Regardless of whether you stick with bank term deposits or venture into bonds, there's probably some good news ahead in the form of somewhat higher interest rates.
One more thing: you might want to ladder your money - in term deposits or bonds - as described above.
Dual pension schemes
Q: In a recent column, you said: "If you're an employee, the only way to join KiwiSaver is via your employer."
However, as an employee I'm already involved in an occupational pension scheme and have joined KiwiSaver as a private investor. The old National Bank assured me this was impossible, but not so.
A: I should have been more explicit. An employee can indeed sign up for KiwiSaver through a provider. But I would think every provider would ask if you are an employee, and if you say yes, your KiwiSaver account would still be set up with your employer taking at least 3 per cent out of your pay. Most people would find it easier to just sign up at work.
However, it sounds as if you might have done something tricky.
As I said last week, if your employer is contributing to another super scheme for you, they won't usually contribute to KiwiSaver as well. But it's still worth joining KiwiSaver to get the $1,000 kick-start. And if you take a contributions holiday - to avoid making 3 per cent contributions - but keep putting in $1,043 a year, you will receive the maximum tax credit.
The downside is that you have to contribute 3 per cent of your pay for a year, before you're eligible for a contributions holiday. Or at least that's what I've always been told. But perhaps you've avoided this.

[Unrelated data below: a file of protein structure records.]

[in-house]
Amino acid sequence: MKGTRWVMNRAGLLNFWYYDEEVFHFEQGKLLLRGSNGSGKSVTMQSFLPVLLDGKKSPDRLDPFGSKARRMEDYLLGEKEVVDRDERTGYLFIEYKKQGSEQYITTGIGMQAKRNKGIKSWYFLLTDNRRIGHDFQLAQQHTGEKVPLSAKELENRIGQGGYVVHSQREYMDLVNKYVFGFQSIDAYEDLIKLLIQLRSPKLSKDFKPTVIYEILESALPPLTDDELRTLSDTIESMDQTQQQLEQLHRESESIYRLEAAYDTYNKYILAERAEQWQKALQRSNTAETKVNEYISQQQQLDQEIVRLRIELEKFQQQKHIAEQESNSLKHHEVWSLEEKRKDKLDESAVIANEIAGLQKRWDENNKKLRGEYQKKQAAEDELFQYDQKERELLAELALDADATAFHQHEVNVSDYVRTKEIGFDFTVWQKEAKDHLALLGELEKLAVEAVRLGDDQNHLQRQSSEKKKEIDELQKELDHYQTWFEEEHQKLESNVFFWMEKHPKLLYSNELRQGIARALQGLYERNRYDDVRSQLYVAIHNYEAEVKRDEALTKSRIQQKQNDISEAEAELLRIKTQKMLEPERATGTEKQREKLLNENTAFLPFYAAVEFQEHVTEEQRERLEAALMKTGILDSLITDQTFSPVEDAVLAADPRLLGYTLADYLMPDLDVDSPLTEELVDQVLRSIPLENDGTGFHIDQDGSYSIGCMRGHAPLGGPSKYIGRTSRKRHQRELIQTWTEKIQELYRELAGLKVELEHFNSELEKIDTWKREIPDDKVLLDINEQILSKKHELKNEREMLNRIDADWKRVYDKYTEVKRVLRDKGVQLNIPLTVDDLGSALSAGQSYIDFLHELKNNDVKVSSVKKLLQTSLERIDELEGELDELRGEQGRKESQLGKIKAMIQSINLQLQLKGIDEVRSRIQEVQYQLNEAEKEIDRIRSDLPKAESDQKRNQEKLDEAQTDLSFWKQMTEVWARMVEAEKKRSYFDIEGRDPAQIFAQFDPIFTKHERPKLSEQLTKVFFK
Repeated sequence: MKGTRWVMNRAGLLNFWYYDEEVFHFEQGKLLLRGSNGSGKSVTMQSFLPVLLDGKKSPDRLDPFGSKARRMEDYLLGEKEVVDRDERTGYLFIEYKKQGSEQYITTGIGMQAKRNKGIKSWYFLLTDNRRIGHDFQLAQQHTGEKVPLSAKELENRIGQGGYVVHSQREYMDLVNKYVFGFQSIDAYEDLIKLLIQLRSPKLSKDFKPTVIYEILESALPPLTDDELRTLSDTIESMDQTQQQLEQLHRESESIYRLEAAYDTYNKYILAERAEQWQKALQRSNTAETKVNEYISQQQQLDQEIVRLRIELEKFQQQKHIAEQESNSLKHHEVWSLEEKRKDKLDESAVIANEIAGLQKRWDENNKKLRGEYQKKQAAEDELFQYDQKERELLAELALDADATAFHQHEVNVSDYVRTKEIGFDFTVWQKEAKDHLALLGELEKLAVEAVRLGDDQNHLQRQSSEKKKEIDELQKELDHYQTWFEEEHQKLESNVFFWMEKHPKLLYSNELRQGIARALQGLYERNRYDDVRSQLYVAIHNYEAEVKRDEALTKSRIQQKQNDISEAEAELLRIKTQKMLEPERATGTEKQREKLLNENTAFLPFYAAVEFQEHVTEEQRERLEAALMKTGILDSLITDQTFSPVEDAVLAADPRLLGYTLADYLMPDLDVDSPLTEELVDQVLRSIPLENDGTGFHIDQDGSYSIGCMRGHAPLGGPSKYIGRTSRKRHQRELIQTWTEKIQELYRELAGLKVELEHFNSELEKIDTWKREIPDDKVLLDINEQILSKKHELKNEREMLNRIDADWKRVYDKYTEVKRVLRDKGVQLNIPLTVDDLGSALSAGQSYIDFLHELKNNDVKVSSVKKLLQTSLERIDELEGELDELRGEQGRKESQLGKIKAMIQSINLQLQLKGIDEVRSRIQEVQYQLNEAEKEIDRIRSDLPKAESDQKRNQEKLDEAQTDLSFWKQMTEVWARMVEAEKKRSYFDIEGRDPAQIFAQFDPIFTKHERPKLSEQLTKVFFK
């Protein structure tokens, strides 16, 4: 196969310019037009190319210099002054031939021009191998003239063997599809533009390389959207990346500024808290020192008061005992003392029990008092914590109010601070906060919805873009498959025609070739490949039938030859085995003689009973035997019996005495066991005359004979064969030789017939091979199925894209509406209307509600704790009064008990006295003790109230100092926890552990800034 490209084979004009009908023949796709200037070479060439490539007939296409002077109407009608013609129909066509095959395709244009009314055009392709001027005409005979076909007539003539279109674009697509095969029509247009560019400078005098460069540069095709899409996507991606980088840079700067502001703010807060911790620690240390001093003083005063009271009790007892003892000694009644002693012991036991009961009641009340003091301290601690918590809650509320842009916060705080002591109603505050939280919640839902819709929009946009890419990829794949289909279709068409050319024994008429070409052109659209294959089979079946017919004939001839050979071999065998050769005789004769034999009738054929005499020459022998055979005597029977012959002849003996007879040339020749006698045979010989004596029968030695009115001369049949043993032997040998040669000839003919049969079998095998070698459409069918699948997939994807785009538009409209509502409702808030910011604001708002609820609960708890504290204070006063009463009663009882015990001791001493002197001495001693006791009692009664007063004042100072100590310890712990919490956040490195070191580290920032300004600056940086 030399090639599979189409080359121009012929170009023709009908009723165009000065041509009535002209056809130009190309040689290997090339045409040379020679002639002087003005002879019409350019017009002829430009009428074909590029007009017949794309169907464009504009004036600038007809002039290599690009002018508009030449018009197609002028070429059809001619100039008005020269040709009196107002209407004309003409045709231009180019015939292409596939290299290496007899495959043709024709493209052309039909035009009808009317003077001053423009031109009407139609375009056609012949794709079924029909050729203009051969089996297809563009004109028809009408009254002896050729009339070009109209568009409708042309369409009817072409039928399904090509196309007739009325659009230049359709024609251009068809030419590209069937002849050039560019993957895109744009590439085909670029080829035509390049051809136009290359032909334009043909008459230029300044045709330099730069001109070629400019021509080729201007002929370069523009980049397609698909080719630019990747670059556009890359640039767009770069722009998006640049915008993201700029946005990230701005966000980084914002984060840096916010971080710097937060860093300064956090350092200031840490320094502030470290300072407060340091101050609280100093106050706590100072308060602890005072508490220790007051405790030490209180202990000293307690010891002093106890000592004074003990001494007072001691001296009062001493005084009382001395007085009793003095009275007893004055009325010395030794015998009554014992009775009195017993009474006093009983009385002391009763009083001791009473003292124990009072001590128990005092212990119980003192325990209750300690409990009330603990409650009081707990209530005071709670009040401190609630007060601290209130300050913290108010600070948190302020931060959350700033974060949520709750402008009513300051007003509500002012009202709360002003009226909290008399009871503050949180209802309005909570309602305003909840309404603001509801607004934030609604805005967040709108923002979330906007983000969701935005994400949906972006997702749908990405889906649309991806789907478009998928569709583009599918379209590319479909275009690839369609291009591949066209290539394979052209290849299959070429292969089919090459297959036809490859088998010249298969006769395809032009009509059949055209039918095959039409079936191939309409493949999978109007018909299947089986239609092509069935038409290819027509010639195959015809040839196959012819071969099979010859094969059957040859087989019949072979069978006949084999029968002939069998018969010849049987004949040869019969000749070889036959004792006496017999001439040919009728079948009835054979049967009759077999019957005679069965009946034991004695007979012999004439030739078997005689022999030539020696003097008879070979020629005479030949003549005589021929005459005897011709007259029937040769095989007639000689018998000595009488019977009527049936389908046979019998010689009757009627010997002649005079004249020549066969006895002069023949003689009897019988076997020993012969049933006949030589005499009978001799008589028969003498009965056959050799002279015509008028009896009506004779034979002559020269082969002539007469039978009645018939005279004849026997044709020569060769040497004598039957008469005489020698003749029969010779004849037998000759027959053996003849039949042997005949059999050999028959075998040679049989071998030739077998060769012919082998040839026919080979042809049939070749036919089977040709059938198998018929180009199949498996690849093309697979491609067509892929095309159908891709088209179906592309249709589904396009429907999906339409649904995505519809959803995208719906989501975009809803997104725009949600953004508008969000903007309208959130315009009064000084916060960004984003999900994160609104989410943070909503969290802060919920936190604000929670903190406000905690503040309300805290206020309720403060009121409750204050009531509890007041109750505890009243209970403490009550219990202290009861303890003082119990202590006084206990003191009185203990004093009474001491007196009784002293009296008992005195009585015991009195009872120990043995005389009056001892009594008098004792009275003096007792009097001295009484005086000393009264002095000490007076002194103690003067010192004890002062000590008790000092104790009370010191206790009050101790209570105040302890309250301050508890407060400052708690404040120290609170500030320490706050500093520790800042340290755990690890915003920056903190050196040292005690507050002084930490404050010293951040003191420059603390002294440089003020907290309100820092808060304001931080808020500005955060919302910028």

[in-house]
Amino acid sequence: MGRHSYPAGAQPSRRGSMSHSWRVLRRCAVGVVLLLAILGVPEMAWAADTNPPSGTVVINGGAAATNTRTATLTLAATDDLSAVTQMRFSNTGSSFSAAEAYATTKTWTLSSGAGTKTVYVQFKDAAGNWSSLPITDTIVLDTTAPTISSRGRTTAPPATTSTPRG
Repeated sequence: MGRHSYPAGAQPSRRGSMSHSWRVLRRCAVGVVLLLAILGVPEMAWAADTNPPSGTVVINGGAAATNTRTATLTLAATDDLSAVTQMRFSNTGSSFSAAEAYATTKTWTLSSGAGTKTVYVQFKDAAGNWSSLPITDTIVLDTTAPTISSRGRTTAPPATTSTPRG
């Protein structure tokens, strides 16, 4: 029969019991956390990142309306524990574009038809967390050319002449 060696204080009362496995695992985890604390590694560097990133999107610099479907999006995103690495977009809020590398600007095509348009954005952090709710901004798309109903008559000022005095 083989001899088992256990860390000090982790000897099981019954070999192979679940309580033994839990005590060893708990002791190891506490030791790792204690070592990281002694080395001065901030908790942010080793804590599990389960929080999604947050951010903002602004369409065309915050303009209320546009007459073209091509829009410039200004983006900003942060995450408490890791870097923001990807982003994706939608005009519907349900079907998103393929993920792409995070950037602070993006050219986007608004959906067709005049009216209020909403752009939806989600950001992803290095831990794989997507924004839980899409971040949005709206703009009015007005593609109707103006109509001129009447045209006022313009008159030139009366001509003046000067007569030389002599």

I asked Inland Revenue what would happen if an employee applied through a provider and said they weren't employed, or somehow avoided that question.
"A person may enrol in KiwiSaver directly with a scheme provider and not specify their employment," says an Inland Revenue spokesman. "If this information is not provided to Inland Revenue by the scheme provider then we may determine a person's employment status by what information is on an employer's monthly schedule (which includes their IRD number)."
Inland Revenue would then write to the employer. "This will advise that their employee has enrolled in KiwiSaver and they are to start making deductions from their salary or wage and make employer contributions for the employee," says the spokesman.
However, all of this depends on the employer giving correct information to Inland Revenue. There can also be complications if a person has more than one job. It seems, then, that occasionally a person can slip through the cracks.
Before anyone else tries to do this, though, I suggest you work out how much 3 per cent of your pay is. On $30,000, it's $17 a week, and on $50,000 it's $29 a week.
Is it worth mucking around to avoid contributing that for just one year?
• Mary Holm is a freelance journalist, part-time university lecturer, member of the Financial Markets Authority board, director of the Banking Ombudsman Scheme, seminar presenter and bestselling author on personal finance. Her opinions are personal, and do not reflect the position of any organisation in which she holds office. Mary's advice is of a general nature, and she is not responsible for any loss that any reader may suffer from following it.
Send questions to firstname.lastname@example.org or Money Column, Business Herald, PO Box 32, Auckland. Keep letters to about 200 words. We won't publish your name. Please provide a (pref daytime) phone number. Sorry, but Mary cannot answer all questions, correspond directly with readers, or give financial advice.